Health Impact Assessments

There is increasing acknowledgment that many health issues such as health disparities and preventive health care are profoundly influenced by factors outside the traditional realm of health and health care. Factors such as literacy, poverty, employment, crime, and racism contribute to disparities in life expectancy as well as to health-related quality of life. Concerns about how to address these factors have led to a focus on “health in all policies,” in which policies in non-traditional sectors such as transportation, housing, employment, and agriculture ideally would contribute to health and health equity. A Health Impact Assessment (HIA) offers a vehicle to make these health effects explicit. For example, although air pollution and injury prevention are often considered in major transportation projects, the influence of road design on physical activity and obesity is not. AHIA that recommends the addition of pedestrian and bicycle facilities (“complete streets”) to a transportation plan would contribute to a built environment that promotes the public’s health. The agriculture sector seeks to maximize productivity, meet consumer demand, and sustain livelihoods. From a health perspective, agricultural policy determines food quantity, quality, and prices that directly affect consumption patterns and therefore affect health. HIAs could be used to examine the health effects of proposed food policies, such as ones that enhance production of energy-dense, nutrient- poor foods that contribute to the increasing obesity epidemic. HIAs of proposed zoning plans, which would contribute to decreased density of fast-food and liquor stores or increased density of restaurants and full-service grocery stores, especially in low-income areas, could result in changes that better promote health.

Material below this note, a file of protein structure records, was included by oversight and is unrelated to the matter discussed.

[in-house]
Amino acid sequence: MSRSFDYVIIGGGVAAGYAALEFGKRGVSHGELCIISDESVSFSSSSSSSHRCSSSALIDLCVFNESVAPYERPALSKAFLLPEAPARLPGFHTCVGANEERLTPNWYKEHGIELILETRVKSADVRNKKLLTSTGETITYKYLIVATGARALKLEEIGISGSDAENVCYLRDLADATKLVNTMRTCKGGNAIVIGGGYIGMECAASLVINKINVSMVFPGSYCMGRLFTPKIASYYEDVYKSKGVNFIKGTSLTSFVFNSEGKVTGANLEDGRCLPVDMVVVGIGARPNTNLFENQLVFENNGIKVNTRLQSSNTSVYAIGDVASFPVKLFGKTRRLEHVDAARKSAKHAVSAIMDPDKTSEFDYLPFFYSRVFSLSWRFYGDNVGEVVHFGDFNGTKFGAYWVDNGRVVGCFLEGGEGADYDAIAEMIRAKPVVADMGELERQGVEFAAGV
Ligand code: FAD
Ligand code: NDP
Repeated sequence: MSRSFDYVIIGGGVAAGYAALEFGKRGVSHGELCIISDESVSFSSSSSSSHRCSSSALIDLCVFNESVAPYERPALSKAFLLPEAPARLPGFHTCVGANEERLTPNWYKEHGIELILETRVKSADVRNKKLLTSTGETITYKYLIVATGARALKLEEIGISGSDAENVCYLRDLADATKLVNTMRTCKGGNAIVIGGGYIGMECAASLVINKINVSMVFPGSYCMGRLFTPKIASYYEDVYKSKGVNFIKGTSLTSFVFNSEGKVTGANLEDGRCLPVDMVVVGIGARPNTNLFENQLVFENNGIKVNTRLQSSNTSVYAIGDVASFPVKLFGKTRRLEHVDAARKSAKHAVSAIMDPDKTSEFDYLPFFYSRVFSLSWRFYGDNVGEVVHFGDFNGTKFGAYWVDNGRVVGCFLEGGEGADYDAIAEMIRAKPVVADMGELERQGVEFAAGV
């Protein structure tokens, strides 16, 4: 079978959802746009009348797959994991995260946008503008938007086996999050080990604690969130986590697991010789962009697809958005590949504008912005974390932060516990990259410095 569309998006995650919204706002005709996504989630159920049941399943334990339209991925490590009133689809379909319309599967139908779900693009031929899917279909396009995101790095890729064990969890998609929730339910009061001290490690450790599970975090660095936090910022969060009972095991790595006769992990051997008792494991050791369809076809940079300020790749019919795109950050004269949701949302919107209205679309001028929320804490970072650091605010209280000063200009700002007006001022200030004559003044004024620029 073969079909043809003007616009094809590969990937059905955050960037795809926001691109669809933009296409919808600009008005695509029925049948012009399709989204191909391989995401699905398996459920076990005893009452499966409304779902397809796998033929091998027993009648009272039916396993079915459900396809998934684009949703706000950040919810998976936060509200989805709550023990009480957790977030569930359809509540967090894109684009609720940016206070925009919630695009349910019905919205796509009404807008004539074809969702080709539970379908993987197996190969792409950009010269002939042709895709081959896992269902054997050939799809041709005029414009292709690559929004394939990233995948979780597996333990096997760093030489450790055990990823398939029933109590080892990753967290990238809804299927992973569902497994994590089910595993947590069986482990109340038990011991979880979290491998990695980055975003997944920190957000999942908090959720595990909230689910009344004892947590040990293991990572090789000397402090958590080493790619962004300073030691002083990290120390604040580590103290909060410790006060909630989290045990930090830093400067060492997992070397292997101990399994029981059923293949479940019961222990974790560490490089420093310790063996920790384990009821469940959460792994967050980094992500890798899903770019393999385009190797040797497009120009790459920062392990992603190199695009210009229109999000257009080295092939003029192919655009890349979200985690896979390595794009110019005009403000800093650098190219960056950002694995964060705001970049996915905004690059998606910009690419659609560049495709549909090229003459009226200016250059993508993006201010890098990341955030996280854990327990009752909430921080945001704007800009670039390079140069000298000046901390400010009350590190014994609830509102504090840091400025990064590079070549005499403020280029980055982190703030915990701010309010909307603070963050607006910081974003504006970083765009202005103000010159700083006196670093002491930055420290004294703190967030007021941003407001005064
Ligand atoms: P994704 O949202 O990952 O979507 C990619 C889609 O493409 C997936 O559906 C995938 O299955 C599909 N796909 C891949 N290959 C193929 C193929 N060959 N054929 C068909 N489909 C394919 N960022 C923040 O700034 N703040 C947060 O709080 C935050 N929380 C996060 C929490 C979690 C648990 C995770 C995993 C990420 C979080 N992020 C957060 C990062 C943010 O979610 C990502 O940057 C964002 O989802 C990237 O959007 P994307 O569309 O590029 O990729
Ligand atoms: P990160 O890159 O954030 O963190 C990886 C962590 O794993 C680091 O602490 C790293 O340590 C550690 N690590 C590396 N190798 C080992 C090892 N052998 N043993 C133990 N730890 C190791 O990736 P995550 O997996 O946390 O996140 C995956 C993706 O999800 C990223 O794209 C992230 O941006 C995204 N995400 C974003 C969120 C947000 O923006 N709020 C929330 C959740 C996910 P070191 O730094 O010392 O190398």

Although the potential HIA applications are expansive, increasing evidence of the effects of HIAs on decision making makes this strategy compelling. HIAs can make an important contribution to social equity and the elimination of health disparities, especially when community input is incorporated into the planning, conduct, and communications processes of HIAs.

Using the practice of HIAs as the catalyst to improve health outcomes, the Health Planning Council is poised to work with members of your community including cross-sector public and private stakeholders and the non-profit community to introduce health, well-being and equity into the development and implementation of policies in all sectors of a community— Every Policy is a Health Policy.

View completed HIA’s at www.nefloridacounts.org